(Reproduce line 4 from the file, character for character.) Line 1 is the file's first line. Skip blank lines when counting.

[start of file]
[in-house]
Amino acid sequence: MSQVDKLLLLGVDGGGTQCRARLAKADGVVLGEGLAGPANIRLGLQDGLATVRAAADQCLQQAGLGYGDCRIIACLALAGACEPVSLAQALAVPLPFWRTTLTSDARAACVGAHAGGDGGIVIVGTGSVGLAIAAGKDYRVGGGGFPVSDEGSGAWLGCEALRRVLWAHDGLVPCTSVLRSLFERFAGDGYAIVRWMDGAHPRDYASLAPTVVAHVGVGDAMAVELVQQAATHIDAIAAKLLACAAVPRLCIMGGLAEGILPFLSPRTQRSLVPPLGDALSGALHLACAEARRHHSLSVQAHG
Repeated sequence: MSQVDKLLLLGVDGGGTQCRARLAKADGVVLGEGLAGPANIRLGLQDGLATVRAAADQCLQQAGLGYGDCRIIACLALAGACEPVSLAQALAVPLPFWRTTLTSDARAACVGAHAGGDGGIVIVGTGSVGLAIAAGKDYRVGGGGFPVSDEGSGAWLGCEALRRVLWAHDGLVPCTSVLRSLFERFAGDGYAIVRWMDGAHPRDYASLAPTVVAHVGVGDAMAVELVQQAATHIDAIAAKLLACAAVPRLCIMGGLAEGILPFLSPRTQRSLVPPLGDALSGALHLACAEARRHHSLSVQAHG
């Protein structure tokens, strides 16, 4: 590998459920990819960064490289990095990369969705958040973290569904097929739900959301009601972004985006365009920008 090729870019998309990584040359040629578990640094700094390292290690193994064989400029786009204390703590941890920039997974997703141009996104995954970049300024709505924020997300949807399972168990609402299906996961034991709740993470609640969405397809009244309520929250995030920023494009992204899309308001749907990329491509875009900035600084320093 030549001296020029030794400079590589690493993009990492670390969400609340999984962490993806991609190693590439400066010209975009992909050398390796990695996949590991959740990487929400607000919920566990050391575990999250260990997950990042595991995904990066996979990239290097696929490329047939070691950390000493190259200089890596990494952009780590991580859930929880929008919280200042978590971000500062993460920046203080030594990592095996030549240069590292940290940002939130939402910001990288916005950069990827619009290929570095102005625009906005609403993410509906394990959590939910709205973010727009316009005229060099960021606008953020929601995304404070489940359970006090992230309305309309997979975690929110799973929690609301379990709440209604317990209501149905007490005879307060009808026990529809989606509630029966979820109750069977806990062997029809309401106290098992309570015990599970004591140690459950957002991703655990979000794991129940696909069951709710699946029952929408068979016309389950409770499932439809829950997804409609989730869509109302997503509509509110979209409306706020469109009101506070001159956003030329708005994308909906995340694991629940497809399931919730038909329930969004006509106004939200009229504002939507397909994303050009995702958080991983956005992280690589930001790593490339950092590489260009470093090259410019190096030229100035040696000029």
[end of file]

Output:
């Protein structure tokens, strides 16, 4: 590998459920990819960064490289990095990369969705958040973290569904097929739900959301009601972004985006365009920008 090729870019998309990584040359040629578990640094700094390292290690193994064989400029786009204390703590941890920039997974997703141009996104995954970049300024709505924020997300949807399972168990609402299906996961034991709740993470609640969405397809009244309520929250995030920023494009992204899309308001749907990329491509875009900035600084320093 030549001296020029030794400079590589690493993009990492670390969400609340999984962490993806991609190693590439400066010209975009992909050398390796990695996949590991959740990487929400607000919920566990050391575990999250260990997950990042595991995904990066996979990239290097696929490329047939070691950390000493190259200089890596990494952009780590991580859930929880929008919280200042978590971000500062993460920046203080030594990592095996030549240069590292940290940002939130939402910001990288916005950069990827619009290929570095102005625009906005609403993410509906394990959590939910709205973010727009316009005229060099960021606008953020929601995304404070489940359970006090992230309305309309997979975690929110799973929690609301379990709440209604317990209501149905007490005879307060009808026990529809989606509630029966979820109750069977806990062997029809309401106290098992309570015990599970004591140690459950957002991703655990979000794991129940696909069951709710699946029952929408068979016309389950409770499932439809829950997804409609989730869509109302997503509509509110979209409306706020469109009101506070001159956003030329708005994308909906995340694991629940497809399931919730038909329930969004006509106004939200009229504002939507397909994303050009995702958080991983956005992280690589930001790593490339950092590489260009470093090259410019190096030229100035040696000029």